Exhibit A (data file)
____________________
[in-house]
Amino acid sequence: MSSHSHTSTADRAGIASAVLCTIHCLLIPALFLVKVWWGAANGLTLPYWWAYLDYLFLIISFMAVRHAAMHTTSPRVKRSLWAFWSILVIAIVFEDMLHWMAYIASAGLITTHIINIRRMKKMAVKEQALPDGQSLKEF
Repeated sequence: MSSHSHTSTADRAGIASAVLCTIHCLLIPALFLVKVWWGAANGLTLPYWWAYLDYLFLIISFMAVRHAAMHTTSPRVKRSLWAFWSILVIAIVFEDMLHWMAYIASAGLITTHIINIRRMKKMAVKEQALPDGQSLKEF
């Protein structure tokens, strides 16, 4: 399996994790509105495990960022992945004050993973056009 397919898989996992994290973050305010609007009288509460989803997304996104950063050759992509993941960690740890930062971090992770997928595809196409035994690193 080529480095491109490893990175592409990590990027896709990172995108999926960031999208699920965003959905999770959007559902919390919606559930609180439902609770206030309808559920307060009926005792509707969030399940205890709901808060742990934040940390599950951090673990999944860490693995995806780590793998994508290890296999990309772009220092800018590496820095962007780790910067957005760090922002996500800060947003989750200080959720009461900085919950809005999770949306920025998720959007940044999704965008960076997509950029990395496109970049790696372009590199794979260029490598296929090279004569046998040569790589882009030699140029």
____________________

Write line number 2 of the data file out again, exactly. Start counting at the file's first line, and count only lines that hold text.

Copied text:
Amino acid sequence: MSSHSHTSTADRAGIASAVLCTIHCLLIPALFLVKVWWGAANGLTLPYWWAYLDYLFLIISFMAVRHAAMHTTSPRVKRSLWAFWSILVIAIVFEDMLHWMAYIASAGLITTHIINIRRMKKMAVKEQALPDGQSLKEF